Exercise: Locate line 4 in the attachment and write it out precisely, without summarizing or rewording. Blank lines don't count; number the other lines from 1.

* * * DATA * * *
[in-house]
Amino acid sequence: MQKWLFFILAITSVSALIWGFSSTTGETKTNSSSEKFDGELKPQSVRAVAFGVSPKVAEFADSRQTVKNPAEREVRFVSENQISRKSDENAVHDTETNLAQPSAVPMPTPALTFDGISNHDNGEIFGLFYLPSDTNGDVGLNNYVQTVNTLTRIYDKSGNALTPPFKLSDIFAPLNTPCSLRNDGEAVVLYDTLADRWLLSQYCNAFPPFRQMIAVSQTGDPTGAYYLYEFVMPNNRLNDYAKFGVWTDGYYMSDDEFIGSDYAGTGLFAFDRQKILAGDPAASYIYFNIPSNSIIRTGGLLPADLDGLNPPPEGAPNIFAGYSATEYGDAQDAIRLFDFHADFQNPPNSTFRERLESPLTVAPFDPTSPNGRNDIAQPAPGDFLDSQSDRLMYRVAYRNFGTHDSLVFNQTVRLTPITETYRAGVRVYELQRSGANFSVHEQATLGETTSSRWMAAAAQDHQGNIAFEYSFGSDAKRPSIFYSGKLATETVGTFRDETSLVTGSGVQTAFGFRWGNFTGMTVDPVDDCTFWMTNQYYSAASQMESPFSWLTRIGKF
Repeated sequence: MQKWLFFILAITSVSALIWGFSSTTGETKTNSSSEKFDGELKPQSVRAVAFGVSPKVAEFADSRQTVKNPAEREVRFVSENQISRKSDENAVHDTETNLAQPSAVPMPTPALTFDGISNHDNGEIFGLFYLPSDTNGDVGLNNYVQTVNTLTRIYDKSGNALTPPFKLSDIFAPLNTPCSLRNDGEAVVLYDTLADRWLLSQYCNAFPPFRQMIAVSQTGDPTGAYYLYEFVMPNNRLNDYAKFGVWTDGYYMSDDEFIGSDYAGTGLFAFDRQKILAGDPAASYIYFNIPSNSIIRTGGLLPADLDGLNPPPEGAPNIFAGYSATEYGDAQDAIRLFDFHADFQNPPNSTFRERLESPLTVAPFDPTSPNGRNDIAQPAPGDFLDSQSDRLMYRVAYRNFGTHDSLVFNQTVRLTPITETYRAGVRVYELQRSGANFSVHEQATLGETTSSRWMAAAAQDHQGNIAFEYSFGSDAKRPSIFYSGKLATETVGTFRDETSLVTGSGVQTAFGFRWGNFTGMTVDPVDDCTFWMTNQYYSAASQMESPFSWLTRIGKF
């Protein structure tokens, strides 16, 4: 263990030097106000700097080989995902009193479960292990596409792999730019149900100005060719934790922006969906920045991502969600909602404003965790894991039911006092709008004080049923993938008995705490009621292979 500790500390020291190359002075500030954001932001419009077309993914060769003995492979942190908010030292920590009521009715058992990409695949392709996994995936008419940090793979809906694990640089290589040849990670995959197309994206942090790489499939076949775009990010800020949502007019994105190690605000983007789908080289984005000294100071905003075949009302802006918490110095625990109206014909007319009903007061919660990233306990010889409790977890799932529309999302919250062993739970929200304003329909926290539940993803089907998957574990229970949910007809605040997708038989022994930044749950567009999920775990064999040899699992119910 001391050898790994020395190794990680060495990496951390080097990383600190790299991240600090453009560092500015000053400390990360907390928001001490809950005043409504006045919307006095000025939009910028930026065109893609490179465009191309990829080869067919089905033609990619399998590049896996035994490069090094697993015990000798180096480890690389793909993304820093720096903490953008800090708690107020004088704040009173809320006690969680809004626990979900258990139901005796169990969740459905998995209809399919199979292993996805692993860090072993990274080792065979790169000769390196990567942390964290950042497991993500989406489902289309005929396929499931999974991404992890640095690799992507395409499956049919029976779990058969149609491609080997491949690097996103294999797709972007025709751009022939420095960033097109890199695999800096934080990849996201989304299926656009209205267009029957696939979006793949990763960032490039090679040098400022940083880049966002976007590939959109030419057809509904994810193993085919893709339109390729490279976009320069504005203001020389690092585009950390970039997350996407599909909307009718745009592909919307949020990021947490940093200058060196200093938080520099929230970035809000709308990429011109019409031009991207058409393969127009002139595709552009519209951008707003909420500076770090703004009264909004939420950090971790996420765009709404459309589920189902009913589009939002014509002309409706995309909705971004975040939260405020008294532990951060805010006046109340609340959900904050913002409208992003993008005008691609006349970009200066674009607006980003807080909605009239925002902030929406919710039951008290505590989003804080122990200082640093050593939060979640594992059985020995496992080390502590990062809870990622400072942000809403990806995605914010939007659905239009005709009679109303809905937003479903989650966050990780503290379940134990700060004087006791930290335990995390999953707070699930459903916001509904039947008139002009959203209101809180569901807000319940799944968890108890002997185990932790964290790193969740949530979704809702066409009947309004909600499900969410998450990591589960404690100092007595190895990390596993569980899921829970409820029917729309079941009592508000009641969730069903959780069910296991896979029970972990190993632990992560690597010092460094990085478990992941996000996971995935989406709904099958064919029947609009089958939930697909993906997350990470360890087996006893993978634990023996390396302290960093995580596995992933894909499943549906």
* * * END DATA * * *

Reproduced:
């Protein structure tokens, strides 16, 4: 263990030097106000700097080989995902009193479960292990596409792999730019149900100005060719934790922006969906920045991502969600909602404003965790894991039911006092709008004080049923993938008995705490009621292979 500790500390020291190359002075500030954001932001419009077309993914060769003995492979942190908010030292920590009521009715058992990409695949392709996994995936008419940090793979809906694990640089290589040849990670995959197309994206942090790489499939076949775009990010800020949502007019994105190690605000983007789908080289984005000294100071905003075949009302802006918490110095625990109206014909007319009903007061919660990233306990010889409790977890799932529309999302919250062993739970929200304003329909926290539940993803089907998957574990229970949910007809605040997708038989022994930044749950567009999920775990064999040899699992119910 001391050898790994020395190794990680060495990496951390080097990383600190790299991240600090453009560092500015000053400390990360907390928001001490809950005043409504006045919307006095000025939009910028930026065109893609490179465009191309990829080869067919089905033609990619399998590049896996035994490069090094697993015990000798180096480890690389793909993304820093720096903490953008800090708690107020004088704040009173809320006690969680809004626990979900258990139901005796169990969740459905998995209809399919199979292993996805692993860090072993990274080792065979790169000769390196990567942390964290950042497991993500989406489902289309005929396929499931999974991404992890640095690799992507395409499956049919029976779990058969149609491609080997491949690097996103294999797709972007025709751009022939420095960033097109890199695999800096934080990849996201989304299926656009209205267009029957696939979006793949990763960032490039090679040098400022940083880049966002976007590939959109030419057809509904994810193993085919893709339109390729490279976009320069504005203001020389690092585009950390970039997350996407599909909307009718745009592909919307949020990021947490940093200058060196200093938080520099929230970035809000709308990429011109019409031009991207058409393969127009002139595709552009519209951008707003909420500076770090703004009264909004939420950090971790996420765009709404459309589920189902009913589009939002014509002309409706995309909705971004975040939260405020008294532990951060805010006046109340609340959900904050913002409208992003993008005008691609006349970009200066674009607006980003807080909605009239925002902030929406919710039951008290505590989003804080122990200082640093050593939060979640594992059985020995496992080390502590990062809870990622400072942000809403990806995605914010939007659905239009005709009679109303809905937003479903989650966050990780503290379940134990700060004087006791930290335990995390999953707070699930459903916001509904039947008139002009959203209101809180569901807000319940799944968890108890002997185990932790964290790193969740949530979704809702066409009947309004909600499900969410998450990591589960404690100092007595190895990390596993569980899921829970409820029917729309079941009592508000009641969730069903959780069910296991896979029970972990190993632990992560690597010092460094990085478990992941996000996971995935989406709904099958064919029947609009089958939930697909993906997350990470360890087996006893993978634990023996390396302290960093995580596995992933894909499943549906």